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Interoperability now needs to go beyond EHR to include a larger digital health ecosystem

The Covid-19 pandemic has stimulated the development of medical services, so healthcare stakeholders must expand their views on the next phase of interoperability.

Dr. Nick Patel, Chief Digital Officer of Prisma Health Virtual American Telemedicine Association Group on Interoperability The 5th Annual Conference and Expo Thursday-believes that a new phase of interoperability must go beyond EHR to include digital care services and care provided at home.

For example, although patients are increasingly turning to telemedicine, they still need to receive certain services, such as laboratory testing or imaging. Patel says that in these cases, interoperability is the key to ensuring that providers—whether using telemedicine or providing care in person—have the required medical history and patient information.

“It is very important to see how interoperability allows data to flow from one system to another,” he said. This is especially true if the patient travels to a different entity that is not on the same EHR system.

Data flow considerations are not limited to telemedicine. There are others, such as deciding where the data collected from remote patient monitoring devices or wearable devices will be stored and how it will be shared.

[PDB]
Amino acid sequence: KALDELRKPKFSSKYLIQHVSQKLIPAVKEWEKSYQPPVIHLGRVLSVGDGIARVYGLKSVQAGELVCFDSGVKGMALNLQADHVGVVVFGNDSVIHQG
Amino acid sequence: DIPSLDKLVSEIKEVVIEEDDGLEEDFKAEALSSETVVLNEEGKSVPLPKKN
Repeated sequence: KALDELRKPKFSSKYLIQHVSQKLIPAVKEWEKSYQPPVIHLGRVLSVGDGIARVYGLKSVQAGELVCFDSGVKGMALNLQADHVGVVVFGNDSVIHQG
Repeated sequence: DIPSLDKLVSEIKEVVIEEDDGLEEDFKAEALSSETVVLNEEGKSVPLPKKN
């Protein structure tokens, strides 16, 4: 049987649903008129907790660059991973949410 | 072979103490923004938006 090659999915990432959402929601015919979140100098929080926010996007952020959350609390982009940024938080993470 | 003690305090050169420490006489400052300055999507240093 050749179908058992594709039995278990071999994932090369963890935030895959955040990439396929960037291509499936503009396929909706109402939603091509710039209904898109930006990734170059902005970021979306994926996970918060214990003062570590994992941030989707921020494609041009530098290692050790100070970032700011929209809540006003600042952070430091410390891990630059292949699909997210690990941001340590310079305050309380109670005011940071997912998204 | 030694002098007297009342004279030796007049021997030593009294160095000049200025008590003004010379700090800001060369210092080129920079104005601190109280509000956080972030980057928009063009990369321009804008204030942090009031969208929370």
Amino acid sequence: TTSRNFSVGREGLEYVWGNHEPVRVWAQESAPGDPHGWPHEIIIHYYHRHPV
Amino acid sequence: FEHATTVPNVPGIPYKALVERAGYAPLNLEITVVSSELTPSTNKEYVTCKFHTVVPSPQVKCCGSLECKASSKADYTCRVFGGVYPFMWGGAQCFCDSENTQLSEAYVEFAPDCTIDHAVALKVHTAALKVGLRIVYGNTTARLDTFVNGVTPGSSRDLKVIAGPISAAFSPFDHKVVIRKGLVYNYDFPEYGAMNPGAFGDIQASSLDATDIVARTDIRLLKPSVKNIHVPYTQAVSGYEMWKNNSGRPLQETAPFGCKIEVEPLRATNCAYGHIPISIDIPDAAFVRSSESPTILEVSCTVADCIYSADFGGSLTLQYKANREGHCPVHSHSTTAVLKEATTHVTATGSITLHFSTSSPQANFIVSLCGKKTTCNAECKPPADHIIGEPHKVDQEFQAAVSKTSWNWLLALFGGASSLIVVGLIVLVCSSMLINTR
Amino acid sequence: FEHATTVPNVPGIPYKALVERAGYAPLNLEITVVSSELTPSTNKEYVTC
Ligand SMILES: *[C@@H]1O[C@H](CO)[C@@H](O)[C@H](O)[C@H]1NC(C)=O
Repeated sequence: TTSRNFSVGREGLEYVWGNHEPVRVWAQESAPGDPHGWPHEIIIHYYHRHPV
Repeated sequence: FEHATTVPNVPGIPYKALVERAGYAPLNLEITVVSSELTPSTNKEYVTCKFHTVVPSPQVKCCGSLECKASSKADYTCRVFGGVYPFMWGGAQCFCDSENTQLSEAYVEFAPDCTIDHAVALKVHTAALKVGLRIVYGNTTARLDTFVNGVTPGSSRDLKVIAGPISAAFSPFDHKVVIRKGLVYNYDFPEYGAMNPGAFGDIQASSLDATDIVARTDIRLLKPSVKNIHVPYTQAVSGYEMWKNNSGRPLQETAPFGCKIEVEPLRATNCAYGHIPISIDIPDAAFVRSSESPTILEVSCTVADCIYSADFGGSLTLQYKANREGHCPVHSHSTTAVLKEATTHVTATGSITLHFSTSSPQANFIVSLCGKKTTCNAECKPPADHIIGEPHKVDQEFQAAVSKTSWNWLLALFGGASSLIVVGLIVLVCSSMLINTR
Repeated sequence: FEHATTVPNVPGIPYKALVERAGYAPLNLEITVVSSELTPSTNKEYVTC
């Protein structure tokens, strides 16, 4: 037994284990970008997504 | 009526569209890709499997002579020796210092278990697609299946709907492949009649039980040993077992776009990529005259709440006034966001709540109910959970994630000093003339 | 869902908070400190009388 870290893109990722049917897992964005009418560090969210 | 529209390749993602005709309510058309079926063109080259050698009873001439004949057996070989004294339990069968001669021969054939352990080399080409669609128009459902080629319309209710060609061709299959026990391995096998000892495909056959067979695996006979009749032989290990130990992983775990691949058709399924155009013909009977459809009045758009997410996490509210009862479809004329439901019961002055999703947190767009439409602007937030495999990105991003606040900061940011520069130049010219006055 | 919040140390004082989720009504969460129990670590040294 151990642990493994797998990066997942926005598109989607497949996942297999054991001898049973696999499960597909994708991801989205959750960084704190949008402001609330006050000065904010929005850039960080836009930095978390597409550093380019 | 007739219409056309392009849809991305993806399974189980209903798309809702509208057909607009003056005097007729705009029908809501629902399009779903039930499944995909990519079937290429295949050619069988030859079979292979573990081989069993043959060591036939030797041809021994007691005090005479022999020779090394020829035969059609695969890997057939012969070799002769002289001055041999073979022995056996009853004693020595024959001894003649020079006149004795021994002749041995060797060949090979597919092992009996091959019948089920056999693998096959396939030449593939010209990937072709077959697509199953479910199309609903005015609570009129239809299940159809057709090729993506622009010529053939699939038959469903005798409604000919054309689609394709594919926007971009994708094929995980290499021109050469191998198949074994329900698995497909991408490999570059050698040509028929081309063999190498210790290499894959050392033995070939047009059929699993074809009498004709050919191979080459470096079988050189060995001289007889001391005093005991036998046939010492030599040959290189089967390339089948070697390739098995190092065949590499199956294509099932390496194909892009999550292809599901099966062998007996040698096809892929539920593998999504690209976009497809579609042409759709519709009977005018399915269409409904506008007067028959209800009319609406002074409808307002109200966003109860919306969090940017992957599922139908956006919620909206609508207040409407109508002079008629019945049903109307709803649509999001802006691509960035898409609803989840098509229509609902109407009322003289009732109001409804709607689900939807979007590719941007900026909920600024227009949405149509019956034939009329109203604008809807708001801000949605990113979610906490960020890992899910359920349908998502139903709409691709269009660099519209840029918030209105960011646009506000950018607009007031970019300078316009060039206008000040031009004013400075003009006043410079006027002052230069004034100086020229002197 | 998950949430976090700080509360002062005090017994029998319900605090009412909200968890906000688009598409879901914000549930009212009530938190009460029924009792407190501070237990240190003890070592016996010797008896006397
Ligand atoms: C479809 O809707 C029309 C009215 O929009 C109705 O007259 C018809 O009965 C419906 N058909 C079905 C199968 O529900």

“The integrated ecosystem of digital health is equally important [as it is for EHRs],” Patel said. “You must view digital health as a continuum of services related to in-person visits. “

In addition, ensuring safe data sharing can not only improve patient care and experience, but also help providers gain insight into population health trends. In fact, Prisma Health, located in Greenville, South Carolina, is using data collected from wearable devices to support population health dashboards, Patel said. This allows them to more accurately identify patients who need additional support and find the link between their health outcomes and socioeconomic status.

Serkan Kutan, Amwell’s chief technology officer, is also focusing on breaking down silos, making patient data accessible and available for analysis in different care settings.

Because of the sporadic nature of telemedicine-after all, the root of telemedicine lies in emergency care-these visits can be excluded from interoperability work. Kutan said in the panel discussion that this resulted in patients meeting with doctors who had no visiting background. As telemedicine becomes more and more popular, this situation needs to change.

In addition, he said, what happens between patients’ visits is as important as what happens during visits. It is now possible to collect information between visits, but the inability to share it hinders the great potential of analysis.

There have been great developments in interoperability standards and application programming interfaces, which is great, but moving forward requires expanding the focus from the technology itself to the larger ecosystem that supports it. Essentially, stakeholders need to work together.

“The lesson I learned in American healthcare is that there is no magic wand of interoperability,” he said. “It’s all about the ecosystem, it needs a village [to achieve widespread interoperability]. “

Photo: James Bray, Getty Images

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